This Is What a Bull Run Looks Like in China’s Stock Market
(Bloomberg) -- A big day’s worth of turnover before the morning’s even out. Every stock with the word "securities" in its name rising by the daily 10 percent limit. And 260 shares up for every one that’s down.
Welcome to a bull market in Chinese equities, where hot-or-cold sentiment is currently approaching a rapid boil. More than $1 trillion has been added to stock values in less than two months, rewarding investors who kept the faith after the worst year for shares in a decade.
The CSI 300 Index got in on the act on Monday, ending the day up more than 20 percent from its Jan. 3 low, its fastest entrance into a bull market in six years. The ChiNext index, a group of mostly smaller technology shares that have been serial laggards, marked its own bull market milestone at the end of last week.
Optimism about a trade truce is helping, but the extreme outperformance of mainland stocks relative to every other global equity gauge -- including the S&P 500 Index -- speaks to something more specific. A cocktail of regulatory changes, powerful people endorsing a focus on growth and hype about an upcoming new board for technology stocks is adding up to a validation of the market that’s been absent since the 2015 bubble.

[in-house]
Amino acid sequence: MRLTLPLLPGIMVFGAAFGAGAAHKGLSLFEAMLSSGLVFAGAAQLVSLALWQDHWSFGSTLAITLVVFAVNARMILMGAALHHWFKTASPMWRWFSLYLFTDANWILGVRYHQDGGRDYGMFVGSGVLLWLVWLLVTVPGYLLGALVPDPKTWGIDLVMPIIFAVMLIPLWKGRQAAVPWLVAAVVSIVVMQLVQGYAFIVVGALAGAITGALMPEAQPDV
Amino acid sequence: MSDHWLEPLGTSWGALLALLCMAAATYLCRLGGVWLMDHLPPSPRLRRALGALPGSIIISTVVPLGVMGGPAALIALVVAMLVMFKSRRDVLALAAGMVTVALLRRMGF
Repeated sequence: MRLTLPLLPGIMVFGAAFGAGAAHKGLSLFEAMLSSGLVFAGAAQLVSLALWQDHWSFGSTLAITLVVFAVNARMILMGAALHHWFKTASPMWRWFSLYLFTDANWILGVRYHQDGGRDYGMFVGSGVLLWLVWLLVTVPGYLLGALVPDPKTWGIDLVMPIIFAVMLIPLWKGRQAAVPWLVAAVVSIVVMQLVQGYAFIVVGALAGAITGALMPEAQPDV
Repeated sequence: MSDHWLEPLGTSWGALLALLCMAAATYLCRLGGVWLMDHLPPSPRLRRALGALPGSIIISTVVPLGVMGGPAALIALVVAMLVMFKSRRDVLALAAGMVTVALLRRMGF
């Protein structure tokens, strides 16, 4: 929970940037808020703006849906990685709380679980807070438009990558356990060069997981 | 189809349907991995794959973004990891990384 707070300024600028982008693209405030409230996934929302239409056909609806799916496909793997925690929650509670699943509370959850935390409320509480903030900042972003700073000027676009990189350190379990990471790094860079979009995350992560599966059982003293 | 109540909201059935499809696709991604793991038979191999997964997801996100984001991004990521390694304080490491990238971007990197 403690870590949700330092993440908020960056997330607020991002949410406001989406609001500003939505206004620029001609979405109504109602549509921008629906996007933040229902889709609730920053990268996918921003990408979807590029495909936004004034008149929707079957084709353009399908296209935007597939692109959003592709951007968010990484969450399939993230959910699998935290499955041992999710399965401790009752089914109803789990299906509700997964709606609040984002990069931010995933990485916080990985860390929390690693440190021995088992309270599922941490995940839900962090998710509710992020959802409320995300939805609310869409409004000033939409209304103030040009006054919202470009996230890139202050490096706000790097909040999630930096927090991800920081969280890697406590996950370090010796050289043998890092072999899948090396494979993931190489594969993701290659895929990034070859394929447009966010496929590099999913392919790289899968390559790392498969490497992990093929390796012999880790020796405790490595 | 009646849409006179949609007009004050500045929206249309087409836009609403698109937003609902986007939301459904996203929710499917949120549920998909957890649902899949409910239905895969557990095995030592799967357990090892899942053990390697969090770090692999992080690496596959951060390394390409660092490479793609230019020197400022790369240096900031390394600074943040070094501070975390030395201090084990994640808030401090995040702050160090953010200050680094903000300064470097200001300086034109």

“It’s clearly a liquidity-driven rally," said Shen Zhengyang, a Shanghai-based strategist with Northeast Securities Co. “With so many funds flooding the market all of a sudden, it feels like 2014-2015 again," he said. Unless regulators step in to put the brakes on, “it’s going to be an upward spiral."
These charts illustrate the strength of the rally:
Investors are getting increasingly active, with shares worth more than 1 trillion yuan ($149 billion) changing hands on the country’s exchanges on Monday. That is the highest since November 2015, and nearly three times the average daily turnover in the past year, according to Bloomberg calculations.
The world-beating gains in A shares have sent the price gap over their Hong Kong-listed peers to above 20 percent, the widest since Oct. 31. The premium expanded by the most in three years on Monday.
Investors added leverage in all but one trading session this month through last week. Outstanding margin debt reached 757 billion yuan on Friday, the highest this year, after falling to the lowest since 2014 on Feb. 1.
Brokerages are another area to look for a pulse check on stocks, and they are on a tear. A Bloomberg gauge for mainland-listed brokerages is trading at its highest level relative to the Shanghai Composite benchmark since September 2017. Every stock with the word "securities" in its name rose by the daily limit on Monday.
©2019 Bloomberg L.P.